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In 1965 Sylvia Meagher produced her Subject Index to the Warren Report and Hearings and Exhibits, which may someday be remembered as the only index to have altered the history of U.S. politics. If she had written nothing else, she would have been remembered for the way this index drew order out of chaos, defined a subject matter for serious scholarship and invited anyone who cared to drive a wedge between the findings of the Warren Report and its own twenty-six volumes of published Hearings.

Two years later, with Accessories After the Fact, Ms. Meagher showed how effectively this analysis of published documentation challenged not just the conclusions of the Warren Commission, but also the methods of distortion, suppression and apparent intimidation, which were used to arrive at untenable conclusions. She was not the first to labor in these Augean stables, and she herself freely acknowledged the invaluable help and support she had received from other early researchers. But, like Linnaeus in the age of the great botanical voyagers, Sylvia Meagher, in her second book as much as in her first, brought a new degree of order and method to the vast tracts of previously unmanageable detail. The nearly encyclopedic scope of this task produced a book that, like any encyclopedia, is coherent in particular sections rather than its entirety. Its coherence and importance lie in its method: its demonstration that, in the great welter of irrational rumor and falsehood, rigorous analysis is both fruitful and urgently needed. The first press response to her book confirmed her charge that important elements of the media had taken over the defense of the indefensible Report.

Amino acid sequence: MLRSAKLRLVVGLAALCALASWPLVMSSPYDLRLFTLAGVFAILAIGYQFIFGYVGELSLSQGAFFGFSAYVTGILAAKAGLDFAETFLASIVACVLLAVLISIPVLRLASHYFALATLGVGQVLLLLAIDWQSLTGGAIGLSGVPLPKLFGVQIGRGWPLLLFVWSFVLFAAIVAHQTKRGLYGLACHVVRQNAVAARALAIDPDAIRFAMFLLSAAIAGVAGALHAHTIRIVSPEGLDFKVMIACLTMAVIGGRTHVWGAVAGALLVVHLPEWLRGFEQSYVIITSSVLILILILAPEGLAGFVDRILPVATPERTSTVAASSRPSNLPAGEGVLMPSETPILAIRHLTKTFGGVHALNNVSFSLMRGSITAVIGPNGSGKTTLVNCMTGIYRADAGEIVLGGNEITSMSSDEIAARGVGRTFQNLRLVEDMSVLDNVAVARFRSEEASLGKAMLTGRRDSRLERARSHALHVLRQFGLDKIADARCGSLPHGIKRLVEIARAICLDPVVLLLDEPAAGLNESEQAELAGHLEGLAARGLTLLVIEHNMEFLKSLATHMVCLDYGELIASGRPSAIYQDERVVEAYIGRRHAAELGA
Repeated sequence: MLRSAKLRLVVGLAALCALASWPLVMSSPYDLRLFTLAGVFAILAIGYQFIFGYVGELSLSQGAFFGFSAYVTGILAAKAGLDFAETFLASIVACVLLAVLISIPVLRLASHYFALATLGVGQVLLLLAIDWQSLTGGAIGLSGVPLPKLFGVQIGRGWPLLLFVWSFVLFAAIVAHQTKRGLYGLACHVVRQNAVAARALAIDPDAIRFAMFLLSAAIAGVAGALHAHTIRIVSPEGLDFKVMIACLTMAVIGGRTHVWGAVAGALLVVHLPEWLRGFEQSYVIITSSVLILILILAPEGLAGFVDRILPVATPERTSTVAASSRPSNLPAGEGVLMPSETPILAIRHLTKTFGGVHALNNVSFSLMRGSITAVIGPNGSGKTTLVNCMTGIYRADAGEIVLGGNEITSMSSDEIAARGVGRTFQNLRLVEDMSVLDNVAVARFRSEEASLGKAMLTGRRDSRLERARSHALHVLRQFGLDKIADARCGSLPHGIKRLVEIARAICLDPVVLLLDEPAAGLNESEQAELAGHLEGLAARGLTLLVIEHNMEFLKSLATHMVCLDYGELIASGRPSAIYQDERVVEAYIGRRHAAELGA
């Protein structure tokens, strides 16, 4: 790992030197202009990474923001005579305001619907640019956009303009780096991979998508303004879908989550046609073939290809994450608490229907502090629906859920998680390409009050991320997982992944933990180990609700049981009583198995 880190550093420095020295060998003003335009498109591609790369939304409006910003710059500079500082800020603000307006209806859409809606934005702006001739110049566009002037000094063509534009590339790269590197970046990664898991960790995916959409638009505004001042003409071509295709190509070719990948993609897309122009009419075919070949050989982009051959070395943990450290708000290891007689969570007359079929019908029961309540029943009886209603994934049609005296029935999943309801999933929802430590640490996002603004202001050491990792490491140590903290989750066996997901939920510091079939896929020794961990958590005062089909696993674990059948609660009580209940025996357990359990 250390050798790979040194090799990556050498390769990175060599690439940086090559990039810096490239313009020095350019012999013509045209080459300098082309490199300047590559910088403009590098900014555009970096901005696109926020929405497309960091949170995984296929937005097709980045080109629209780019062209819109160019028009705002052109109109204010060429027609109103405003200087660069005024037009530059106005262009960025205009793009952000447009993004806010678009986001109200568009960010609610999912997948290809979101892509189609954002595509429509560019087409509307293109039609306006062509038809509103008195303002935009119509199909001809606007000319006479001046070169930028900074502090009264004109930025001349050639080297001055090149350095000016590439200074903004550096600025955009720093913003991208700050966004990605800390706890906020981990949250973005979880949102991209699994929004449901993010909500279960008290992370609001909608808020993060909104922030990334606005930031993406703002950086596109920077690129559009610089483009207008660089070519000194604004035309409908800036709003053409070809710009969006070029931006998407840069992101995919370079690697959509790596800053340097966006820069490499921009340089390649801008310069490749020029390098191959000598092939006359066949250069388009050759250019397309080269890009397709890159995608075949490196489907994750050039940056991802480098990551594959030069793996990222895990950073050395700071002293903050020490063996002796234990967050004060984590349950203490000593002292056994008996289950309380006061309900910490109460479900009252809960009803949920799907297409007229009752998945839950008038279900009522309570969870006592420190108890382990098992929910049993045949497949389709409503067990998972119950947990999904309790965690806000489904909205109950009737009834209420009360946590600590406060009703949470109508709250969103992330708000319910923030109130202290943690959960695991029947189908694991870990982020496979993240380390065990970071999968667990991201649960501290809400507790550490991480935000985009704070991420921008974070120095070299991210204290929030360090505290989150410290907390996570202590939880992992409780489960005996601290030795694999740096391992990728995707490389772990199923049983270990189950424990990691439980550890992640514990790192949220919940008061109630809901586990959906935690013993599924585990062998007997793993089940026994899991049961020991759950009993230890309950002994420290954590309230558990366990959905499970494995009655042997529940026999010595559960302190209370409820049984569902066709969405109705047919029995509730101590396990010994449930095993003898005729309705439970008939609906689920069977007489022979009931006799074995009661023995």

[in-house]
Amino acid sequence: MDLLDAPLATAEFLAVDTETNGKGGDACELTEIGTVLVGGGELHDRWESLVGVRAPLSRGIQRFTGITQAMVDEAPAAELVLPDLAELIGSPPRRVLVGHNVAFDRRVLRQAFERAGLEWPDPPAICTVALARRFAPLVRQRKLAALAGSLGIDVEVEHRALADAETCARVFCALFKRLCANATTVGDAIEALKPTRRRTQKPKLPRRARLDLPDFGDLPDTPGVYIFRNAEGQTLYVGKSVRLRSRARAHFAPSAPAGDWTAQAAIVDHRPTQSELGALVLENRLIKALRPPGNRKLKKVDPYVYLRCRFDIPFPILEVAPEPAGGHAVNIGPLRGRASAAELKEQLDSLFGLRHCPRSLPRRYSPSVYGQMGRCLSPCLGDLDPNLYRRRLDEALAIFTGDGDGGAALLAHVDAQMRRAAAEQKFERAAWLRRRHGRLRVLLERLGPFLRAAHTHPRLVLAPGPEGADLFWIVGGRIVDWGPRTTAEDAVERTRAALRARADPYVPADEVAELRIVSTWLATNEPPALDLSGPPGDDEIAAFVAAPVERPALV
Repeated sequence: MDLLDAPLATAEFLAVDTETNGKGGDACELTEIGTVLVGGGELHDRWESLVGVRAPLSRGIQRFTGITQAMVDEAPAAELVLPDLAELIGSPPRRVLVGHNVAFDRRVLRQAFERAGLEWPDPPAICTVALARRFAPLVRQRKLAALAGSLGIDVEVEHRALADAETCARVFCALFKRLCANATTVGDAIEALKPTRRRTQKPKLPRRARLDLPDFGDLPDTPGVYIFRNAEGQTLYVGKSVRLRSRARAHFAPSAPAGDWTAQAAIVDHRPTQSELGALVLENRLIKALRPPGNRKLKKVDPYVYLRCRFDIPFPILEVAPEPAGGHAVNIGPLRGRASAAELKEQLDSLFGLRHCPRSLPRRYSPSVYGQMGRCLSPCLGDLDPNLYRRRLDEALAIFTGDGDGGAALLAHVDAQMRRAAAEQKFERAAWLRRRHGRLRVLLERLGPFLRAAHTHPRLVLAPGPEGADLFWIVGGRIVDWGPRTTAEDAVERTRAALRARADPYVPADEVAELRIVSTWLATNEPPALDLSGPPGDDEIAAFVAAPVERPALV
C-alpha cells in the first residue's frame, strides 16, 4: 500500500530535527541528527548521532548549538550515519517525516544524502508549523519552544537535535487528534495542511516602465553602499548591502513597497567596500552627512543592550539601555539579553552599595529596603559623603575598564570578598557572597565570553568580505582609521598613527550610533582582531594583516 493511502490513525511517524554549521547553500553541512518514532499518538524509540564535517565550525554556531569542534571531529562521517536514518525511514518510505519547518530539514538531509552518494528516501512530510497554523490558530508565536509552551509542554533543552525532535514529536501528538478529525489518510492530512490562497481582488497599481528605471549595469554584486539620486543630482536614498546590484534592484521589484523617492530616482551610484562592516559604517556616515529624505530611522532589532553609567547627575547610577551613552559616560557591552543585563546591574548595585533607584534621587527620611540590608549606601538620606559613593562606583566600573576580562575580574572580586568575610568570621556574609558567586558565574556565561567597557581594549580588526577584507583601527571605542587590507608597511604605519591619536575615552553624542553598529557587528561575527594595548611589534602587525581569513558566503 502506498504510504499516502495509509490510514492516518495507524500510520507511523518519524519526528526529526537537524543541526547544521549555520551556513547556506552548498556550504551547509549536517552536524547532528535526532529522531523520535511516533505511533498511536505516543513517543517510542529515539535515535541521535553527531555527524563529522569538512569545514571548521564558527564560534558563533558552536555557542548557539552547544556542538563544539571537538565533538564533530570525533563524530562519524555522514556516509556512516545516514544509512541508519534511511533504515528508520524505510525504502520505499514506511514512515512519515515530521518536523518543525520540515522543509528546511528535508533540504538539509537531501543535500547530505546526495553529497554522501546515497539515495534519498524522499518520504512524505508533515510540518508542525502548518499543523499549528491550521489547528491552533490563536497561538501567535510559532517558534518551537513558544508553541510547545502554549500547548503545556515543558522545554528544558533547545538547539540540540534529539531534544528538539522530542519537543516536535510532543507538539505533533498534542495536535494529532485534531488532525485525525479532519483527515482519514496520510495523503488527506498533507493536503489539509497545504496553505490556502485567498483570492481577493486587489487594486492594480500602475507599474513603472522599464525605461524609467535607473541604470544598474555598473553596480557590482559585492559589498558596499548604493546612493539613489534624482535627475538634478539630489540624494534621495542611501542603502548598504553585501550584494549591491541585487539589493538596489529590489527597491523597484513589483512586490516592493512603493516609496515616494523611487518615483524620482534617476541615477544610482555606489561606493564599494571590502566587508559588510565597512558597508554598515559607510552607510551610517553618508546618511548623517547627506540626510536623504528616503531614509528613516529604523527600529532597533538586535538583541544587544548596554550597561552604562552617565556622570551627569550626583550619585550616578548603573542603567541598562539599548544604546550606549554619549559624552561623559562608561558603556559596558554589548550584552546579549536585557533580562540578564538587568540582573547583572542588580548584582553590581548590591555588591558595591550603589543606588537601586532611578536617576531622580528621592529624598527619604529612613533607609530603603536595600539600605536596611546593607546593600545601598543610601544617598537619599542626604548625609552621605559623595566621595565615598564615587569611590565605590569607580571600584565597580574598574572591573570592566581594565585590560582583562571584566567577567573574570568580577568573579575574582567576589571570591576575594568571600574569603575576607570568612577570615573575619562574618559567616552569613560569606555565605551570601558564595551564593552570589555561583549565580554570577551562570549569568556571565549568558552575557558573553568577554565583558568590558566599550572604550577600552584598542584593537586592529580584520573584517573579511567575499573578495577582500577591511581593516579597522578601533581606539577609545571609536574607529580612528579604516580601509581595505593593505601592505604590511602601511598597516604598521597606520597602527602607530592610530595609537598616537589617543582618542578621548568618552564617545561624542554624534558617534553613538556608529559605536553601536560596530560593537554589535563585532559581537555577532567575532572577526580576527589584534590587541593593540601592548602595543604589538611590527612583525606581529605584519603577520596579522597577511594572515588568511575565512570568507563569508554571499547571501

Of the six reviews quoted in Book Review Digest, only one can be called favorable. The New York Times dismissed the book as a "bore" without "any important disclosures"; it predictably did not mention her disclosures about The New York Times (cf. infra. p. 458). John Sparrow, Warden of All Souls College, Oxford, writing in the Times Literary Supplement of London, dismissed Ms. Meagher as a "demonologist" with a "gift for innuendo" and deplorable vituperation, "ready to sling at the authorities any stone and any mud that presents itself." These were revealing charges from a don who readily admitted that he had "not had time to study" the book. Despite such reviews, and with no promotional campaign to correct them, the book managed quietly to sell out within three years. Since that time it has proliferated in bootlegged Xeroxed copies, while searchers for the original have driven the second-hand price to fifty dollars or more. In all these years the reputation of the Warren Report has continued to sink, and that of Sylvia Meagher's critique to grow...

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